Eight views on the race debate raging over France's World Cup winners

Eight views on the race debate raging over France's World Cup winners
By Chris Harris
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No sooner had France’s hangover from its World Cup-winning celebrations cleared than another headache reared its head.


No sooner had France’s hangover from its World Cup-winning celebrations cleared than another headache reared its head.

Thought to have emerged from Italian social media, questions began to be asked about the ethnic backgrounds of Didier Deschamps’ triumphant team.

The suggestion or implication was that Africa had won the World Cup, not France, even though only one of the team that started the final — Samuel Umtiti who came to Lyon as a toddler — was born on the continent.

At Euronews we try and give you all views of a debate, so here is a collection of opinions on this divisive subject.

Trevor Noah

“Africa won the World Cup,” said Trevor Noah, the South African host of The Daily Show, helping to bring the debate stateside.

“I get it, they have to say it’s the French team. But look at those guys. You don’t get that tan by hanging out in the south of France, my friends.”

Noah later clarified his comments after criticism.

“What I find weird is people say ‘they’re not African, they’re French. I’m like: ‘why can’t they be both?" he asked.

“Why is that duality is only afforded to a select group of people, why can’t they be African too? In order to be French you have to erase everything that is African?

Gerard Araud

"France is indeed a cosmopolitan country, but every citizen is part of the French identity and together they belong to the nation of France,” said France’s ambassador to the US, Gerard Araud, responding to Noah.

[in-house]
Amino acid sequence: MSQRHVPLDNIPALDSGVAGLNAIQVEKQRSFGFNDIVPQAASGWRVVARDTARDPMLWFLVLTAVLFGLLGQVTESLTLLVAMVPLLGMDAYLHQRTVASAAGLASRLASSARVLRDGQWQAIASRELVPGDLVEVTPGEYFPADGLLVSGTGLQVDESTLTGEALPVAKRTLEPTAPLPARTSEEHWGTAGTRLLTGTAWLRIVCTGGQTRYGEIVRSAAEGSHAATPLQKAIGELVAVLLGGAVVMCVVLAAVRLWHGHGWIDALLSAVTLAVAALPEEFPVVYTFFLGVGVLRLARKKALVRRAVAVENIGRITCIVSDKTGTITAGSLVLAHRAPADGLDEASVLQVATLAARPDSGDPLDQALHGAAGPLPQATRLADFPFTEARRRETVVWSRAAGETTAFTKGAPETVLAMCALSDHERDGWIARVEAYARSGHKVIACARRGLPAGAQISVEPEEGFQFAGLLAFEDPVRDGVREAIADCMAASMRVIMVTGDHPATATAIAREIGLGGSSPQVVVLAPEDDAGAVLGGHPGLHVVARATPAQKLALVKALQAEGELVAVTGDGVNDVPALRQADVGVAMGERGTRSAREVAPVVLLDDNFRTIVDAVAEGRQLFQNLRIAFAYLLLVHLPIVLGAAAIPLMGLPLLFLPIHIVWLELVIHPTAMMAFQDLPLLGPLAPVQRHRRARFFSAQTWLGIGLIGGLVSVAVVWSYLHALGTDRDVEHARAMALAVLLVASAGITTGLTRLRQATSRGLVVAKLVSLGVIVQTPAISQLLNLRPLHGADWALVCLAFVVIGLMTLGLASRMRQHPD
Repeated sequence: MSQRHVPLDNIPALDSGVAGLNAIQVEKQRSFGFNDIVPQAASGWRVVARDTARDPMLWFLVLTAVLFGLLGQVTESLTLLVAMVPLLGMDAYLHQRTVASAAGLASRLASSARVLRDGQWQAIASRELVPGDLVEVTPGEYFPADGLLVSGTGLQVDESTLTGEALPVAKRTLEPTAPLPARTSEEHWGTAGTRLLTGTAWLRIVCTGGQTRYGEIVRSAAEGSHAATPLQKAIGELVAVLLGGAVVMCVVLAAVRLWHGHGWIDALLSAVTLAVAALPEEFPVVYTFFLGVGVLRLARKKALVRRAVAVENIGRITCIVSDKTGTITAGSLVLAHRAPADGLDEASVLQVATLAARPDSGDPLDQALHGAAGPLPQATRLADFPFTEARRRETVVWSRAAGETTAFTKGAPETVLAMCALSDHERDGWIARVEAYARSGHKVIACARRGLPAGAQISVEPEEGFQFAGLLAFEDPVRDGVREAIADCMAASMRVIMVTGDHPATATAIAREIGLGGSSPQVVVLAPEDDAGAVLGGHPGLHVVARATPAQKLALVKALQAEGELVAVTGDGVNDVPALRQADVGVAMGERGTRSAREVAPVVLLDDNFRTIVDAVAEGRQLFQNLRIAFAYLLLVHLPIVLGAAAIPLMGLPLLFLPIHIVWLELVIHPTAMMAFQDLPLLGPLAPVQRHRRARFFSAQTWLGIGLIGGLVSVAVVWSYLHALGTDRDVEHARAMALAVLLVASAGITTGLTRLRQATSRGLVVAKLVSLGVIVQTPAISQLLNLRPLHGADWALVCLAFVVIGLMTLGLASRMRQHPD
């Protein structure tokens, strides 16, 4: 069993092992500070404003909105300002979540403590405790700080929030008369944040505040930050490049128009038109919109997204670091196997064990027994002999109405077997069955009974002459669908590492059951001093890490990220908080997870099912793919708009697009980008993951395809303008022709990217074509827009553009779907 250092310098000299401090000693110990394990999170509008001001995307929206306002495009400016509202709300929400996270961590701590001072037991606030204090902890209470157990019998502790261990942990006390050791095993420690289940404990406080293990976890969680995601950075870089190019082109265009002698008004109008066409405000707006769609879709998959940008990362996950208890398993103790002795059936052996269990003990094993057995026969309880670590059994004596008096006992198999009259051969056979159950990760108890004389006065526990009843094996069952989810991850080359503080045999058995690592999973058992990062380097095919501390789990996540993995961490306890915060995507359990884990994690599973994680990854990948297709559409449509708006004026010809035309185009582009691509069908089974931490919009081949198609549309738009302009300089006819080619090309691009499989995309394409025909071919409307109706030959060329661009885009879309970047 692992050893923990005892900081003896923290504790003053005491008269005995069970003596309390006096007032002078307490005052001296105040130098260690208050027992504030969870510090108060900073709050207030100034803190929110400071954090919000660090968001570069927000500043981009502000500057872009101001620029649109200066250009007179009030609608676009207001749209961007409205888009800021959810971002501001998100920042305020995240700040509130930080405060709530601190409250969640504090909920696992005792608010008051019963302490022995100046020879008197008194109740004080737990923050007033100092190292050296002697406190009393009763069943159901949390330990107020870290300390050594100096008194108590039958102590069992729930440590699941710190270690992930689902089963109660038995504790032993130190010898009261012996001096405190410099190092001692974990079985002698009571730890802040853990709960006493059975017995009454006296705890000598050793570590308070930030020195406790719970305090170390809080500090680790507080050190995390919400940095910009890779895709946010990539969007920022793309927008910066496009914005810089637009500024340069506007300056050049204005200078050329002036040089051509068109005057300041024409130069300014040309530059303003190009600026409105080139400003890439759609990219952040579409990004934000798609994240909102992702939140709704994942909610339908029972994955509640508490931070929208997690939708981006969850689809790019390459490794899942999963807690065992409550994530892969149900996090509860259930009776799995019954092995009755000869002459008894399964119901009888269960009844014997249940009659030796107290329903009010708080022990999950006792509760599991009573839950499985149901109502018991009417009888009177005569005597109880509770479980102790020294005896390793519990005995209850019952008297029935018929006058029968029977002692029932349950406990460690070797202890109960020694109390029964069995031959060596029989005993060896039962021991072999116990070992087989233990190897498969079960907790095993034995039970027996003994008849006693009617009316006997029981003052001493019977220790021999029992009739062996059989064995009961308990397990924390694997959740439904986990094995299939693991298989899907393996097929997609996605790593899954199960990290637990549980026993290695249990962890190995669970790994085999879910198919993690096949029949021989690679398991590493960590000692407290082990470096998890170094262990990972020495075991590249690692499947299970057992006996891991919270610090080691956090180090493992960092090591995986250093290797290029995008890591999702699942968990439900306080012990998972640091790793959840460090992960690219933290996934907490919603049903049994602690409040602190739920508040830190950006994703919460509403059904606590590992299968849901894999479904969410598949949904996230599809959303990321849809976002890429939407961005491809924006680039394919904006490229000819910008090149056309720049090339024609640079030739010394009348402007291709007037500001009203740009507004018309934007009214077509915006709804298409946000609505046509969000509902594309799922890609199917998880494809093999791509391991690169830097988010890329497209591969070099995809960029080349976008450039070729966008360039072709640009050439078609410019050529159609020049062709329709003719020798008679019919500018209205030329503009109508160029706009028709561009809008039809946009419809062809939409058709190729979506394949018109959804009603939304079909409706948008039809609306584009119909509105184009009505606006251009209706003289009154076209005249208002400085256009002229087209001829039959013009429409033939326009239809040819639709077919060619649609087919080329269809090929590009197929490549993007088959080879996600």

“Unlike in the USA, France does not refer to its citizens based on their race, religion or origin. To us, there is no hyphenated identity, roots are an individual reality.

“By calling them an African team, it seems you are denying their Frenchness. This, even in jest, legitimises the ideology which claims whiteness as the only definition of being French.”

Nicolas Maduro

“Frances's team won, although they looked like an African team so it was Africa that really won,” said Venezuela’s president Nicolas Maduro.

“Croatia is also a great team but France with its African players, the sons of Africans, Africans who migrated to France, were able to get the World Cup title.”

Corriere Della Sera

“A team [France] full of African champions mixed with very good white players, and one of only white [players] at the centre of three great schools of football thought: German, Slavic and Italian,” wrote the Italian newspaper Corriere Della Sera ahead of the France-Croatia final.

Barack Obama

Former US President Barack Obama, in Johannesburg to pay tribute to Nelson Mandela, got involved in the issue as he was talking about how important it was to embrace diversity because it had “practical benefits”.

"If you doubt that, just ask the French football team that just won the World Cup. Because not all of those folks look like Gauls to me. But they're French, they're French.”

Benjamin Mendy

Benjamin Mendy, who was in France’s World Cup squad, underlined his view on the subject in a response to a tweet from the sports website Sporf that put flags of each player’s origins next to members of France’s squad.


The defender, who plays for Manchester City, copied the list but replaced each flag with a French one.

Laura Flessel-Colovic

“Let me tell you the French team won and it’s one unified, diverse French team, happy to wear the jersey and sing the national anthem, to spread positive values to the young, to remind the older generation about them,” Laura Flessel-Colovic, France’s minister of sport, told Euronews in an interview.

Evan Fournier

“Stop it with this ‘Africa won the World Cup for France’ nonsense,” said French basketball player Evan Fournier. “Is it Africa winning when the USA win gold medals in the Olympics? Is it Europe winning when South Africa win in rugby? We are all French, deal with it.”

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